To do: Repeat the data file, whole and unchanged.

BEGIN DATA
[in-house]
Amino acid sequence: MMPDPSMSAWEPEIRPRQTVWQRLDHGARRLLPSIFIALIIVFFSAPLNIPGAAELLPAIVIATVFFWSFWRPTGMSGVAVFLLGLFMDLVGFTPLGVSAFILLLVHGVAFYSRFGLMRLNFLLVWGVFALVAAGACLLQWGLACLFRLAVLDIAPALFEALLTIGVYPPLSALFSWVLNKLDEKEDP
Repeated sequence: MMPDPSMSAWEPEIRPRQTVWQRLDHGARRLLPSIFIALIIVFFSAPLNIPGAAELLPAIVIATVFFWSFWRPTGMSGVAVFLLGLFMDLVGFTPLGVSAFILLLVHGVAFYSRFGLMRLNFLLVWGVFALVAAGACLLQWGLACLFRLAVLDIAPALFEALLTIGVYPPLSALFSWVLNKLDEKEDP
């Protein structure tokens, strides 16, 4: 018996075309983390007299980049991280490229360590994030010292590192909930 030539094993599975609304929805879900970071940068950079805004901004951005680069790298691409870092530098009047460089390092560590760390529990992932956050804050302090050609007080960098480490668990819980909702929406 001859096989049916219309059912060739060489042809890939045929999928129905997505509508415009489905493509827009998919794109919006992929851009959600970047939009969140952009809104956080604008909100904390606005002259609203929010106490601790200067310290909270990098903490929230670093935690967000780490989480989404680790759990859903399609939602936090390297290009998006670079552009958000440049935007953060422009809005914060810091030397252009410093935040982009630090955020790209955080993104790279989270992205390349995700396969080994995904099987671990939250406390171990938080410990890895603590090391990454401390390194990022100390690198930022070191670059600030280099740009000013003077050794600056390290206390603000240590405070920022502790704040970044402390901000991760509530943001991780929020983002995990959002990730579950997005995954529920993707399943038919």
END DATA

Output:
[in-house]
Amino acid sequence: MMPDPSMSAWEPEIRPRQTVWQRLDHGARRLLPSIFIALIIVFFSAPLNIPGAAELLPAIVIATVFFWSFWRPTGMSGVAVFLLGLFMDLVGFTPLGVSAFILLLVHGVAFYSRFGLMRLNFLLVWGVFALVAAGACLLQWGLACLFRLAVLDIAPALFEALLTIGVYPPLSALFSWVLNKLDEKEDP
Repeated sequence: MMPDPSMSAWEPEIRPRQTVWQRLDHGARRLLPSIFIALIIVFFSAPLNIPGAAELLPAIVIATVFFWSFWRPTGMSGVAVFLLGLFMDLVGFTPLGVSAFILLLVHGVAFYSRFGLMRLNFLLVWGVFALVAAGACLLQWGLACLFRLAVLDIAPALFEALLTIGVYPPLSALFSWVLNKLDEKEDP
């Protein structure tokens, strides 16, 4: 018996075309983390007299980049991280490229360590994030010292590192909930 030539094993599975609304929805879900970071940068950079805004901004951005680069790298691409870092530098009047460089390092560590760390529990992932956050804050302090050609007080960098480490668990819980909702929406 001859096989049916219309059912060739060489042809890939045929999928129905997505509508415009489905493509827009998919794109919006992929851009959600970047939009969140952009809104956080604008909100904390606005002259609203929010106490601790200067310290909270990098903490929230670093935690967000780490989480989404680790759990859903399609939602936090390297290009998006670079552009958000440049935007953060422009809005914060810091030397252009410093935040982009630090955020790209955080993104790279989270992205390349995700396969080994995904099987671990939250406390171990938080410990890895603590090391990454401390390194990022100390690198930022070191670059600030280099740009000013003077050794600056390290206390603000240590405070920022502790704040970044402390901000991760509530943001991780929020983002995990959002990730579950997005995954529920993707399943038919």